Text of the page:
While this definition is a solid starting point, the real-world challenge that many companies have is the lack of ethical AI standards akin to the GDPR standard for handling personal data. Many companies have their own ethical AI guidelines in place, but ethical definitions and practices vary from company to company.
Myths Surrounding Ethical AI
In addition to the lack of ethical standards, the use and oversight of AI can be undermined by myths that are commonly associated with ethical AI.
Which companies are the most important vendors in AI and hyperautomation? Check out the Acceleration Economy AI/Hyperautomation Top 10 Shortlist.
Another company on the AI/Hyperautomation Top 10 Short List, Dataiku, created a Responsible AI e-book that outlines Five Myths — these are measures that many equate with governing AI in an ethical way. I’m sharing those five myths below, as well as my own practical insights and recommendations.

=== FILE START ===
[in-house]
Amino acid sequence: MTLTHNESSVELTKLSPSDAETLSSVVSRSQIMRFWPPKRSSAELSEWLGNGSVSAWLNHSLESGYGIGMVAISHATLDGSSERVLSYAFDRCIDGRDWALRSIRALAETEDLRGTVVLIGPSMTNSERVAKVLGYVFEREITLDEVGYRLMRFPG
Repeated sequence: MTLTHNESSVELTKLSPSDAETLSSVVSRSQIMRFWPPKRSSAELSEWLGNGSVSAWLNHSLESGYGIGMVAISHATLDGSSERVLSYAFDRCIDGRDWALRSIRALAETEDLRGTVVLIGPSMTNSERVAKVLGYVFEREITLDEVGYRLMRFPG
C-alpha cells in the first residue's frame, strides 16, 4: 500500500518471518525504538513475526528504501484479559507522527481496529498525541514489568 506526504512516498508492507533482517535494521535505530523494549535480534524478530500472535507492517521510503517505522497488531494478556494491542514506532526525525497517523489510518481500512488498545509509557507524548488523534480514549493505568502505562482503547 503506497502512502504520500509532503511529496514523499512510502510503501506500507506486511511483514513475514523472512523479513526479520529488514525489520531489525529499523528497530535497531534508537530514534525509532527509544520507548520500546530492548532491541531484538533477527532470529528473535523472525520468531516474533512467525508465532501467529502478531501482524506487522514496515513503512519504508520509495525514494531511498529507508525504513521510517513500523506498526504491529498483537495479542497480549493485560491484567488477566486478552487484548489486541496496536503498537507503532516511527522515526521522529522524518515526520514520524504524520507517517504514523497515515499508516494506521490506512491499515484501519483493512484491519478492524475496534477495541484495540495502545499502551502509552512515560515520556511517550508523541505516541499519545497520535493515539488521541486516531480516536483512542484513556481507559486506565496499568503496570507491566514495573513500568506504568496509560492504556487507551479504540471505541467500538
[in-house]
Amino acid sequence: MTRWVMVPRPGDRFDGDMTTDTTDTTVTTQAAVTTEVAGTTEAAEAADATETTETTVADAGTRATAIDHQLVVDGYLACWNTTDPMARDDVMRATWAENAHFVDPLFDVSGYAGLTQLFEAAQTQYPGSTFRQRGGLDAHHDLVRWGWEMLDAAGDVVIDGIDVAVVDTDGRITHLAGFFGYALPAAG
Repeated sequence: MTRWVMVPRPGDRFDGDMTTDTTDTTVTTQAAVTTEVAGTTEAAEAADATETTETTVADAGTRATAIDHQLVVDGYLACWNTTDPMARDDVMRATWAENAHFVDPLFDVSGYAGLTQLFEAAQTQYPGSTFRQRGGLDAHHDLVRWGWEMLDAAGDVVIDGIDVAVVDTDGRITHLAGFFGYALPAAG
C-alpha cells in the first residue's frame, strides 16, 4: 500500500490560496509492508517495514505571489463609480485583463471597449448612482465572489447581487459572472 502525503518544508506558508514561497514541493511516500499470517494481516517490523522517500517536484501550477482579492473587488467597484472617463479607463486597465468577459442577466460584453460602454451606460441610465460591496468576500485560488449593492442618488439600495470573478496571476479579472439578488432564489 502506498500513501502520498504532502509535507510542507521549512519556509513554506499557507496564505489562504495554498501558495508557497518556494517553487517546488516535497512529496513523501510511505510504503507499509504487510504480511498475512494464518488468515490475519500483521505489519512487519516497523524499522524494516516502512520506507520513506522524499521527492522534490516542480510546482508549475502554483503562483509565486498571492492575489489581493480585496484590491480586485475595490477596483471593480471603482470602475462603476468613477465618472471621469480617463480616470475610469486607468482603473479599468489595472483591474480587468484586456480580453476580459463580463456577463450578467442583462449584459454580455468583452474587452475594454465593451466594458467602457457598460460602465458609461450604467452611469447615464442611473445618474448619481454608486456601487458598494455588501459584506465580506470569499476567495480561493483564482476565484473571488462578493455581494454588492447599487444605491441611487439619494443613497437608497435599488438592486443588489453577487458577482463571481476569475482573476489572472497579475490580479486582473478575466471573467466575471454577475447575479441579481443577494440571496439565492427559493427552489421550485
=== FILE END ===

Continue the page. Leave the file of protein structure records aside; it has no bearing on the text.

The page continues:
- Myth #1: The Journey to Responsible AI Ends with the Definition of AI Ethics. This is simply not true. Plus, it fails to recognize that ethical AI needs to be balanced with two key objectives: intentionality and accountability. Intentionality ensures that models are designed and behave in ways aligned with their purpose. This includes assurance that data used for AI projects comes from compliant and unbiased sources, plus a collaborative approach to AI projects that ensures multiple checks and balances on potential model bias. Accountability requires centrally controlling, managing, and auditing enterprise AI technology with no shadow IT. Accountability is about having an overall view of which teams are using what data, how, and in which models. Then there’s traceability: if something goes wrong, is it easy to pinpoint where that happened?”